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Fairfield County is experiencing pandemic building boom. It's not expected to end anytime soon

A construction worker carries a sawhorse in front of a building being renovated in the Colonial Village public housing complex in Norwalk.
Ryan Caron King
Connecticut Public
A construction worker carries a sawhorse in front of a building being renovated in the Colonial Village public housing complex in Norwalk.

During the COVID-19 pandemic, from 2020-22, more than 3,900 new apartments were built in Fairfield County as a result of the so-called “pandemic building boom. “

The highest number of new rental units were added to the market last year and it’s a trend that is expected to continue into next year.

The pandemic caused families to reconsider their goals and what they sought in a community. Many of them opted to leave larger cities like New York City for more suburban places such as Connecticut.

This year, the rental market in major Fairfield County cities, including Bridgeport, Stamford and Norwalk, is expected to increase by about 1,295 units, according to a RentCafe study. Stamford will account for 724 of the new apartments.

The increase in construction isn’t expected to slow down over the next two years. And won’t lead to an immediate decrease in the cost of rent.

Rents should begin to dip at the end of the year, as apartments currently under construction become available and more options reach the market, according to RentCafe data analyst Doug Ressler.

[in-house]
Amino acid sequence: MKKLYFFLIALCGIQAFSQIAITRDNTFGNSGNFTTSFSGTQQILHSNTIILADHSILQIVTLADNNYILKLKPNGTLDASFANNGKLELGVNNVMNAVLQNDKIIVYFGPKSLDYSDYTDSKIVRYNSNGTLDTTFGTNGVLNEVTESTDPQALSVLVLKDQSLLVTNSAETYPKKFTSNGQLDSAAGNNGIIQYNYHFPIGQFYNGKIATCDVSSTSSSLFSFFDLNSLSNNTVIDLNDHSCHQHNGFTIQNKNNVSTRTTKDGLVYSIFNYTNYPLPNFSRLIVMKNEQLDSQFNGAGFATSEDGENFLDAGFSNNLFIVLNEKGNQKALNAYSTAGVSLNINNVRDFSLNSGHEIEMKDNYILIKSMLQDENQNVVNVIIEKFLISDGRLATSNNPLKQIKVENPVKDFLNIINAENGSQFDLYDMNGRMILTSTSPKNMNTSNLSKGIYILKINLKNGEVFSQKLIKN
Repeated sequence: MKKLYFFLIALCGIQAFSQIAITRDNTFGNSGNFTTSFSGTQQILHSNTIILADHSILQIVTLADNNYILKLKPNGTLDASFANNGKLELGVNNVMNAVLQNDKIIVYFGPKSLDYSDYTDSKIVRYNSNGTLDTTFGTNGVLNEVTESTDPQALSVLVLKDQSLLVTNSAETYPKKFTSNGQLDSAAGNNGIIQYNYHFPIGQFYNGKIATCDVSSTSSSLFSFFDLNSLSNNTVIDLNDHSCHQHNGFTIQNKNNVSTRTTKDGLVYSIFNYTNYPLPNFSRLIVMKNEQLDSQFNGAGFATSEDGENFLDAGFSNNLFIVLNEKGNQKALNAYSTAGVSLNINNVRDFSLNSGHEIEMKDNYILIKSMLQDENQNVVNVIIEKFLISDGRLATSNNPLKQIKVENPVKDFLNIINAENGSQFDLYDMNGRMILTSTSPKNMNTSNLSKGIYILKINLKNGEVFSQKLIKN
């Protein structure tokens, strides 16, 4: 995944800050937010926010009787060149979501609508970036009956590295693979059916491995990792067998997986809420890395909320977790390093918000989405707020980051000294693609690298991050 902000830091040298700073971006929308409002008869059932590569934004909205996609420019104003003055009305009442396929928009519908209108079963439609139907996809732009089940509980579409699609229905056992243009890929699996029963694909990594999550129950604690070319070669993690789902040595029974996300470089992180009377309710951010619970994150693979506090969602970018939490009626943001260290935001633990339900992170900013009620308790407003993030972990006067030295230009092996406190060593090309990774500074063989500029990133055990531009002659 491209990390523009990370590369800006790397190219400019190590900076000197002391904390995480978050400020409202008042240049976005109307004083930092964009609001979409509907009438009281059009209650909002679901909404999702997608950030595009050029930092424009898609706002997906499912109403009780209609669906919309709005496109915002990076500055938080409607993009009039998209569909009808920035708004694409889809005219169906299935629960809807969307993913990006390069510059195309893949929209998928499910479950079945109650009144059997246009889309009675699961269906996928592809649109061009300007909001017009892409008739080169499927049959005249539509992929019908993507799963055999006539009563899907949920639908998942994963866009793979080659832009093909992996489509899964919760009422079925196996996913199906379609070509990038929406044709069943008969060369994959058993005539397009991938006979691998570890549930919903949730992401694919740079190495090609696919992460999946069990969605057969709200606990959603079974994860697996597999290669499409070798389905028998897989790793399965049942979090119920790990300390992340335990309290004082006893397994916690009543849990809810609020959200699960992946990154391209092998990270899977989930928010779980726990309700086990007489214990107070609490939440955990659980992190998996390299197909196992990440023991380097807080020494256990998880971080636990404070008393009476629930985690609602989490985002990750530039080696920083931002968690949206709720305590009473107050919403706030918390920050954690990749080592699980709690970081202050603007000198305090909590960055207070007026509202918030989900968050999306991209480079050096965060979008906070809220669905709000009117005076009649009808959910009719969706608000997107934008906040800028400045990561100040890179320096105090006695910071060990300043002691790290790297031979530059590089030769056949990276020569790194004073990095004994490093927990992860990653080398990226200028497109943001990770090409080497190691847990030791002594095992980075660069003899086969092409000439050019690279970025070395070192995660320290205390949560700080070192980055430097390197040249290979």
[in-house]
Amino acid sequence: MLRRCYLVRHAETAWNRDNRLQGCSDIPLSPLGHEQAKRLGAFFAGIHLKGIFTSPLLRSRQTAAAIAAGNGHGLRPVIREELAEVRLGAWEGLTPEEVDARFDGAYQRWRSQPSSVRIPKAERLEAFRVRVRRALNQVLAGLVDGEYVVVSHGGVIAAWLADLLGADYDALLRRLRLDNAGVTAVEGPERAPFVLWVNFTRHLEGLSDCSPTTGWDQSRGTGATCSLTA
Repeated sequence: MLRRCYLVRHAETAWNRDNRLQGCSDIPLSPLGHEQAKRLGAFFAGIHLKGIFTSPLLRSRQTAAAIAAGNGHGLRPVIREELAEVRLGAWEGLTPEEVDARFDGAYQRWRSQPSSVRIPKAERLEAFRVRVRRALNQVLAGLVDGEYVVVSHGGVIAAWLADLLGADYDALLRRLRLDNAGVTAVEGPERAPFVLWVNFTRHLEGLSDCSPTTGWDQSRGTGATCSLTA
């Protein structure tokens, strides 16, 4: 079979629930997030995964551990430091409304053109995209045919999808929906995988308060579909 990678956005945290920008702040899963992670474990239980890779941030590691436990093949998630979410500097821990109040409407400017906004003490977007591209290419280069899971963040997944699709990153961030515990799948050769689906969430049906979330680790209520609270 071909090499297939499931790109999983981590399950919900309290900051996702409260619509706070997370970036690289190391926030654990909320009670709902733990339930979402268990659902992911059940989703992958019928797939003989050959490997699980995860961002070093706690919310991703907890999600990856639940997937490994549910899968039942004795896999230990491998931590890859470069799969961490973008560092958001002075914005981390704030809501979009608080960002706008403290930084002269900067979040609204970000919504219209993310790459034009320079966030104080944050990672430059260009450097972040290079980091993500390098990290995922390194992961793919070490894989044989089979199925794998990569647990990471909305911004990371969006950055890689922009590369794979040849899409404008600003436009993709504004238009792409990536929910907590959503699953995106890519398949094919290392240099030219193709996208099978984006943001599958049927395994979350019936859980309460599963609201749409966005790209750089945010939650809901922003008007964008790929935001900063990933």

“The more alternatives one has to choose from, the lower costs. So we expect you’ll see significant concessions being offered,” Ressler said.

The increase in construction is due to a combination of the economy emerging from the pandemic and a need for more housing stock nationwide.

Since 2020, the communities with the largest increase in new apartments were Norwalk, Stamford and Trumbull.

The rise in Norwalk’s population has been an ongoing trend in recent years. Home construction has also increased, but has yet to meet the demand, local real estate broker Jason Milligan said.

Milligan owns and operates Norwalk-based Milligan Realty, which manages hundreds of apartments throughout the city.

“If demand were to be satiated, then pricing would come down,” Milligan said. “But right now, there doesn't seem to be enough supply, and I think that even though they're improving and allowing you to build more with the zoning, it's still a slow process in Connecticut, Norwalk and Stamford.”

Zoning regulations in Fairfield County are part of what’s driving construction in the larger cities. With smaller, surrounding suburbs hesitant to add more apartment units or multi-family homes, it forces cities with the infrastructure and zoning laws in place to accommodate new construction and take on the brunt of the region’s increased housing demand.

“It's not fair to compare a city to a town just on what it's trying to achieve,” Milligan said. “The cities have a bit more infrastructure and can handle a bit more. It's like, you add a couple of taller buildings in Norwalk, Stamford, nobody notices it. You add one to Wilton, and it's the talk of the entire town for the entire year.”

Abigail is Connecticut Public's housing reporter, covering statewide housing developments and issues, with an emphasis on Fairfield County communities. She received her master's from Columbia University in 2020 and graduated from the University of Connecticut in 2019. Abigail previously covered statewide transportation and the city of Norwalk for Hearst Connecticut Media. She loves all things Disney and cats.

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